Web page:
Today I speak with Elizabeth Sumida Huaman and Tessie Naranjo about indigenous women and research. They have co-edited the latest issue of the International Journal of Human Rights Education, which was released last week.

Elizabeth Sumida Huaman is an associate professor of Comparative and International Development Education at the University of Minnesota. An Indigenous education researcher, her work focuses on the link between Indigenous lands and natural resources, languages, and cultural and educational practices in the North and South America. Tessie Naranjo lives in northern New Mexico and is an internationally recognized Indigenous community education, language revitalization, and arts advocate. She is a founder of the Pueblo Indian Studies Program at Northern New Mexico College where she served as faculty, and former co-Director of the Northern Pueblos Institute.

Today we talk about the history and recent rise of Islamophobia worldwide. My guest is Mariam Durrani, an Assistant Professor of Anthropology at Hamilton College.

Finding, and measuring Islamophobia hate speech on social media. John Gomez/Shutterstock

In our conversation, we discussed both the state policy infrastructure enabling Islamophobia while also the everyday discourses and actions that normalize the Othering of a particular group. Dr. Durrani also discusses her own life story of growing up in a military family and witnessing the rise of Islamophobia in the aftermath of  September 11th.

Mariam Durrani recently published the book chapter “Communicating and Contesting Islamophobia.”

Citation: Durrani, Mariam, interview with Will Brehm, FreshEd, 152, podcast audio, April 29, 2019. https://www.freshedpodcast.com/mariamdurrani/

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Tunisia is known for sparking what many in the West call the Arab Spring, the revolutionary protests that swept across North Africa and the Middle East starting in 2010.

My guest today is Tavis Jules. Together with Teresa Barton, he co-authored a new book entitled

Educational Transitions in post-revolutionary spaces: Islam, security, and social movements in Tunisia. He argues that the Tunisian revolution had everything to do with education.

In our conversation, we discuss the history leading up to the 2010 protests that would peacefully toppled the president as well as the fallout 7 years later.

Tavis Jules is an Associate Professor of Cultural and Educational Policy Studies at Loyola University Chicago.

Citation: Jules, Tavis, interview with Will Brehm, FreshEd, 111, podcast audio, April 9, 2018. https://www.freshedpodcast.com/tavisdjules/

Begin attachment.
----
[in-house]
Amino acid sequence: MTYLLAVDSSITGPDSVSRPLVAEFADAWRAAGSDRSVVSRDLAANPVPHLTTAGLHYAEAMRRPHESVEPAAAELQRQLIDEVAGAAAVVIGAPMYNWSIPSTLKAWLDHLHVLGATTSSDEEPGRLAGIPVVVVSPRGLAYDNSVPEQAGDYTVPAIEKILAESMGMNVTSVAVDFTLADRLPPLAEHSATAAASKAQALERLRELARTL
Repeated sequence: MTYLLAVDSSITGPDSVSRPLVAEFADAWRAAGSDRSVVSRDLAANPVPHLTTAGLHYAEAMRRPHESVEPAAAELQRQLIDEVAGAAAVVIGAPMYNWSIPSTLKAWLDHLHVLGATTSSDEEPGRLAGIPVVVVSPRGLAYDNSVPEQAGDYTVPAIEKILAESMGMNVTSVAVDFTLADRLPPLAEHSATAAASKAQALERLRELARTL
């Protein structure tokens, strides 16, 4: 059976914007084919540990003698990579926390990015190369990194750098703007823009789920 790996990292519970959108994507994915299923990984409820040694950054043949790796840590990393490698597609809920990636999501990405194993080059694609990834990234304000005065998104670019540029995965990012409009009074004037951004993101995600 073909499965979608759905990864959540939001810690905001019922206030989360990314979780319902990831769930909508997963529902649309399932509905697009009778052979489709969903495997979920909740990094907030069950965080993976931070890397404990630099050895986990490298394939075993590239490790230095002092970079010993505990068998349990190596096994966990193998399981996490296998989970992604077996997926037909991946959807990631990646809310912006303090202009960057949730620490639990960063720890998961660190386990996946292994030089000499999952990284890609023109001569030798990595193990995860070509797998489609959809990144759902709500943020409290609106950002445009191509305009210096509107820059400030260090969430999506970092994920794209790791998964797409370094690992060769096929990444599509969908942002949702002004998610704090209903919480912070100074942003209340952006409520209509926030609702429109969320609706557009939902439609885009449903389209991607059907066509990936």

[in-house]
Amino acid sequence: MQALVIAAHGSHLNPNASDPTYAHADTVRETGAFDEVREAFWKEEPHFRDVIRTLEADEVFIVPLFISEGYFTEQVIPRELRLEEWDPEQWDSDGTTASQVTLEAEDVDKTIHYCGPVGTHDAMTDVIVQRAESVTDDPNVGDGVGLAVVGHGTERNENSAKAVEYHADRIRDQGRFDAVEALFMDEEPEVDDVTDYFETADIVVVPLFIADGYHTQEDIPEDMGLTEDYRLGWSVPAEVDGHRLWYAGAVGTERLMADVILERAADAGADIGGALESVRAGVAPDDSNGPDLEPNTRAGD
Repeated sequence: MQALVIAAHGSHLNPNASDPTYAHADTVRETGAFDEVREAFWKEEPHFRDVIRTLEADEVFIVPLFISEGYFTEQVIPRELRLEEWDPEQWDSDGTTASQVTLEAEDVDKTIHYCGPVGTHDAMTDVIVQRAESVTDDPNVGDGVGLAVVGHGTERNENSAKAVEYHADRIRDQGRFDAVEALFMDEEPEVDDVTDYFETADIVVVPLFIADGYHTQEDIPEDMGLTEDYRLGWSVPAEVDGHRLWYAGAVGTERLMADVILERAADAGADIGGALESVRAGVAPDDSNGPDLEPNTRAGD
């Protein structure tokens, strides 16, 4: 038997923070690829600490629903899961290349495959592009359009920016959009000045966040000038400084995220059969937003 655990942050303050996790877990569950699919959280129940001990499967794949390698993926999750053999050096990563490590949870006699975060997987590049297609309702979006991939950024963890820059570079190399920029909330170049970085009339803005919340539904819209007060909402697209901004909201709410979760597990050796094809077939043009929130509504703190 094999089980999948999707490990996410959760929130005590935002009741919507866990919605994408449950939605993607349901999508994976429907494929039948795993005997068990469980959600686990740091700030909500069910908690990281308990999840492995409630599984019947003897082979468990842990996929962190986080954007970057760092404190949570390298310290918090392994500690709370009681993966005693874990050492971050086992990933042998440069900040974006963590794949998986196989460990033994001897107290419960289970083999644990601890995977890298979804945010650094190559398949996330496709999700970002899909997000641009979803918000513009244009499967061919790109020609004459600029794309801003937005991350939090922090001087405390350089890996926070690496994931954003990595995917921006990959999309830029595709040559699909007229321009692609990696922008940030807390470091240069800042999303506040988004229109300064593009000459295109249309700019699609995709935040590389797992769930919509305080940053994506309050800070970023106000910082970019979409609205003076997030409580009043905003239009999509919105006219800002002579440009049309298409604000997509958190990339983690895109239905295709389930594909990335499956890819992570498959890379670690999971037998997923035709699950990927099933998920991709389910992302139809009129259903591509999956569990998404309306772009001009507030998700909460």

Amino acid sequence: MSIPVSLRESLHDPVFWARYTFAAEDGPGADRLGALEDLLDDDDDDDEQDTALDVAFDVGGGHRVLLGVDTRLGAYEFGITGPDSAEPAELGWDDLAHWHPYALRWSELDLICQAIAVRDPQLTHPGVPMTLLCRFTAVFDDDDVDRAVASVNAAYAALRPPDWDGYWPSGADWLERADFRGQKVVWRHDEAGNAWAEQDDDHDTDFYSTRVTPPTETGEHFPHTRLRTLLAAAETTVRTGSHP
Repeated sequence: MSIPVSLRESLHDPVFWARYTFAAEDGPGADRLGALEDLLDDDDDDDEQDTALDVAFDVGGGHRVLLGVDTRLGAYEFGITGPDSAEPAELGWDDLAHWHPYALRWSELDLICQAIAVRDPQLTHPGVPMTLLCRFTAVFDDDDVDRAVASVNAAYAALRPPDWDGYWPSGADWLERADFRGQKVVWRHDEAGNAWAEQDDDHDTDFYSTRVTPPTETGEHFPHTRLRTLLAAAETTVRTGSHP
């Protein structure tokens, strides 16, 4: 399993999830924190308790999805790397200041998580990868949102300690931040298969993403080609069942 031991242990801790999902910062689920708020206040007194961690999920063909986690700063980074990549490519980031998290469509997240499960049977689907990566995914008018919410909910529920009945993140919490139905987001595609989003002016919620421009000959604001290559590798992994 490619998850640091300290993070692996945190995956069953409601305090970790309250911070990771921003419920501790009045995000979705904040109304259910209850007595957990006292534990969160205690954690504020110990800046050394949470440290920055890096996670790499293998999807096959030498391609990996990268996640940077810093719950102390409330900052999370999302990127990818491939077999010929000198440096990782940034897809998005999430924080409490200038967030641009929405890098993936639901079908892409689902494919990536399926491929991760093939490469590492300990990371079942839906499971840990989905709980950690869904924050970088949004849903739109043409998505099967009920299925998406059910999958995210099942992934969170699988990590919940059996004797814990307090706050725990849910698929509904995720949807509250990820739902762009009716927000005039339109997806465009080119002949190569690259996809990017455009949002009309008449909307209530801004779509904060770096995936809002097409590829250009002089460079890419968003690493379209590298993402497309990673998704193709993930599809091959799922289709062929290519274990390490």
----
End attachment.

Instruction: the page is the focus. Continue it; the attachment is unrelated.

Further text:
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The field of Global Studies has a similar historical trajectory as the field of comparative education. Both fields in the American context were formalized in the 1950s during the Cold War and expanded in the 1980s when scholars “began to take note of the rapidly increasing transnational flows of people, ideas, and products, and the social, political, economic, and cultural consequences of these trends.” Both also lack a clear disciplinary home. Scholars bring myriad academic perspectives to each field, from economics to sociology and from history to anthropology.

So today we explore global studies in depth in an effort for mutual learning.

With me today is a leading scholar of global studies, Hilary Kahn. Hilary Kahn is the assistant dean for international education and global initiatives and director of the Center for the Study of Global Change in the School of Global and International Studies at Indiana University. She is a co-director of the Framing the Global project, which is trying to “develop and disseminate new knowledge, approaches, and methods in the field of global research.” She co-edited a book entitled Framing the Global: Entry points for research that I think could be valuable to comparative education researchers.

Citation: Kahn, Hillary, interview with Will Brehm, FreshEd, 65, podcast audio, March 20, 2017. https://www.freshedpodcast.com/hilarykahn/

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Each year, the Comparative and International Education Society holds elections for the position of vice-president. The way the society is organized means that this person will automatically become president after serving one year as vice president. Every vice president, in other words, steps up to hold the presidency. So, vice presidential elections are a big deal.

This year, two outstanding candidates have been nominated, David Post and Aaron Benavot.

Today I interview each candidate back-to-back to give CIES members a better understanding of their proposed agendas.

Aaron Benavot is Director of the Global Education Monitoring Report published by UNESCO. Later this year he will return to the Department of Educational Policy and Leadership in the School of Education of SUNY-Albany, where he serves as Professor of Global Education Policy.

David Post is Professor of education at Pennsylvania State University.

Please remember: Voting concludes on February 17!

Details on voting (for CIES members only)

The 2017 CIES election is currently underway and will run through Friday, February 17, 2017. All active CIES members active as of January 17, 2017, should have received an email ballot via ElectionBuddy; you may submit your vote at any time during the election period. If you did not receive a ballot, please contact the CIES Office of the Executive Director at oed@cies.us.